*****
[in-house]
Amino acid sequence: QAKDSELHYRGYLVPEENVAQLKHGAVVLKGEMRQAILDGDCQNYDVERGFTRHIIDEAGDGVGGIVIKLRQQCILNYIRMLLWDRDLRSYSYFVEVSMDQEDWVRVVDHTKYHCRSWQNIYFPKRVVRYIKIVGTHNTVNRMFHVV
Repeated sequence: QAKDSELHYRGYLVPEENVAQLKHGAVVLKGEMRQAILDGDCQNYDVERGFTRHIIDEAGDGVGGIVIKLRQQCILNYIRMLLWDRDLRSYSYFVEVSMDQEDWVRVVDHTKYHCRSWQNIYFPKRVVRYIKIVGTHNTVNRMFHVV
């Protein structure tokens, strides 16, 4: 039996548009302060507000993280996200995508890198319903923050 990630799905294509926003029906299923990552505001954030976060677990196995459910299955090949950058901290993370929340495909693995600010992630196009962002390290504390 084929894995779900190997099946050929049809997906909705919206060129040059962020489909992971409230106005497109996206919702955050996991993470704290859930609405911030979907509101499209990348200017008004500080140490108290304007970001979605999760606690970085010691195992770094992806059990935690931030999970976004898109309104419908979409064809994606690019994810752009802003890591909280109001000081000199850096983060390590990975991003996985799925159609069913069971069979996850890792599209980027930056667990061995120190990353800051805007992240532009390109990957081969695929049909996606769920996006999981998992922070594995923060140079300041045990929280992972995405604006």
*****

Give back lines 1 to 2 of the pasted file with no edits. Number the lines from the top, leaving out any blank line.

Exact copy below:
[in-house]
Amino acid sequence: QAKDSELHYRGYLVPEENVAQLKHGAVVLKGEMRQAILDGDCQNYDVERGFTRHIIDEAGDGVGGIVIKLRQQCILNYIRMLLWDRDLRSYSYFVEVSMDQEDWVRVVDHTKYHCRSWQNIYFPKRVVRYIKIVGTHNTVNRMFHVV